Sewage Disposal for Isolated Houses

George E. Waring
1883 Scientific American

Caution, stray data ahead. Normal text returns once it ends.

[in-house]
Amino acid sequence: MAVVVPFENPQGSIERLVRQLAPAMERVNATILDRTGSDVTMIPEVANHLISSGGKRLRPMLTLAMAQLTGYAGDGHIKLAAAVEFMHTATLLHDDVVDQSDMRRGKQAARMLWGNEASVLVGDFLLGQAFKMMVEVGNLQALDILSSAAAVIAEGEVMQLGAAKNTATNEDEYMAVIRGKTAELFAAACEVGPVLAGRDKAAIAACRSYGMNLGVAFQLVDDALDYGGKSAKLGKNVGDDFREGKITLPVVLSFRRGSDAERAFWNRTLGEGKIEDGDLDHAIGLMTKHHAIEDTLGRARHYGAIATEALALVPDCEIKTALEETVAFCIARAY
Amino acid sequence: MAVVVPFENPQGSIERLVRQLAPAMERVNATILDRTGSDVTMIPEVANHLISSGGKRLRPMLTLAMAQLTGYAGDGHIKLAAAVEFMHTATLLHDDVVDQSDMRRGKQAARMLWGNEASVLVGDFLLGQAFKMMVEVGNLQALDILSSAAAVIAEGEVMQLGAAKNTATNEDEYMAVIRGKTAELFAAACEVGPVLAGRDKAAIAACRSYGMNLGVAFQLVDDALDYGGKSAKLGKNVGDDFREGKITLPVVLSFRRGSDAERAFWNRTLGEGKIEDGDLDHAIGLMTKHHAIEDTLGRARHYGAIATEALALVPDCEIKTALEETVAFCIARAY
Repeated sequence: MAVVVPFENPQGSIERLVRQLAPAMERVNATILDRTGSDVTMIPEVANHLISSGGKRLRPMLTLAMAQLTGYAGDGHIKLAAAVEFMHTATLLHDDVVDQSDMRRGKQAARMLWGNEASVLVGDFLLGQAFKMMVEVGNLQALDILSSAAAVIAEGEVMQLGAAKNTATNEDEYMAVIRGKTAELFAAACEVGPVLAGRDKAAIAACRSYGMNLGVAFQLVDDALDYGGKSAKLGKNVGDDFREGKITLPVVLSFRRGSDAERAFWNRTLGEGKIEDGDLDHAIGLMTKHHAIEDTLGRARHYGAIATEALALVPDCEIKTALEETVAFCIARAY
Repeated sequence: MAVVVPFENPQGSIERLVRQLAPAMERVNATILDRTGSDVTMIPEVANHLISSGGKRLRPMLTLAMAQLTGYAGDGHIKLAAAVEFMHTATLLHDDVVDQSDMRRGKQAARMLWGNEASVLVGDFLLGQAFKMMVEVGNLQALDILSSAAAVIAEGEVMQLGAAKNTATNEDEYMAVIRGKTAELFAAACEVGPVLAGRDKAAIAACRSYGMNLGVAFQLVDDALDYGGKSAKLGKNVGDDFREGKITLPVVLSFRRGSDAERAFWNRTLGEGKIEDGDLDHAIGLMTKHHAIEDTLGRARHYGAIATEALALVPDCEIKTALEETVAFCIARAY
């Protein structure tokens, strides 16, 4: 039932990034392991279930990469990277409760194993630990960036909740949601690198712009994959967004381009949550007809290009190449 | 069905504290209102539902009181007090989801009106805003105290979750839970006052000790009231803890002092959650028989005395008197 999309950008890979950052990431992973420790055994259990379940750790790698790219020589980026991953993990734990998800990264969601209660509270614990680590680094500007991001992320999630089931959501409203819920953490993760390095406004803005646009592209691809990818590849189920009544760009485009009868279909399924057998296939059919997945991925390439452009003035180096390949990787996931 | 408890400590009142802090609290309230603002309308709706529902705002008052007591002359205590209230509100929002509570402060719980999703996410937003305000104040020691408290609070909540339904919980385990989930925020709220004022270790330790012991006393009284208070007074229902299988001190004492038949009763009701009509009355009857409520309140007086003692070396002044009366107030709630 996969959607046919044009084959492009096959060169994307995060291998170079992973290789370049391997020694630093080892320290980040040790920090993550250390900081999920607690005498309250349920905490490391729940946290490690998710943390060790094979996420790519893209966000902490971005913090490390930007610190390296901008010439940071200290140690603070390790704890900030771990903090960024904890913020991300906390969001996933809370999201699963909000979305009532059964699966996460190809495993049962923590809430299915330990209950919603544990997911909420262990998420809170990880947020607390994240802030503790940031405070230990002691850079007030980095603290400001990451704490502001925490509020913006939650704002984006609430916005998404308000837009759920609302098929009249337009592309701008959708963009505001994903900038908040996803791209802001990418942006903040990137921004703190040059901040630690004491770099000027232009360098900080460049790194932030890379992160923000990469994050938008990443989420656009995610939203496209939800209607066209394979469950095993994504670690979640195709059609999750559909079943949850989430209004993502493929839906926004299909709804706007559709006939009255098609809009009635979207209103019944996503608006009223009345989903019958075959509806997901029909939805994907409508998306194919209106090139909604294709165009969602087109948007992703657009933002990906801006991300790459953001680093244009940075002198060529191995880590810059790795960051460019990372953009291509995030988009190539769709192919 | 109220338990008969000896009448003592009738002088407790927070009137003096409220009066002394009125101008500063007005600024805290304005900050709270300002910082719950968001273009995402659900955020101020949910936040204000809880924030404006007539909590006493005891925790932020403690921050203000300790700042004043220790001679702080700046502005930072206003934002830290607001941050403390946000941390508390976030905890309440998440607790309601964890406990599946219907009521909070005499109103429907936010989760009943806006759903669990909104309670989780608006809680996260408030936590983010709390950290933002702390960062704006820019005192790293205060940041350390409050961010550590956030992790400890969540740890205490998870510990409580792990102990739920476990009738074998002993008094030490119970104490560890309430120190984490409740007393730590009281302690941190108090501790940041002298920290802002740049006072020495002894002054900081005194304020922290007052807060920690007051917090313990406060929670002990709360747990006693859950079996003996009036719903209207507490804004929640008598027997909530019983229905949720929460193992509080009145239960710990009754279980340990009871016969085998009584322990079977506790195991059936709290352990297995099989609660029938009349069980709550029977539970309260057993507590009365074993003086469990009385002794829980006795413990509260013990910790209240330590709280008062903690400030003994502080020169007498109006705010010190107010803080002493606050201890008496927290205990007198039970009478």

SCIENTIFIC AMERICAN SUPPLEMENT, No. 387. 6173 and more easily regulated tban others. It made part of a SIEMENS' EXTERNAL ARMATURE MACHlNE. circuit, which included, in addition, a pile and an induction bobbin. and tbe tine wire of the bobbin was connected witu IN addition to tbe different dynamo-electric machines tbat a second telephone. To the plate of this latter there was have come into use, there is a certain number of types whicb likewise fixed a micropbone, included, in the "arne way, in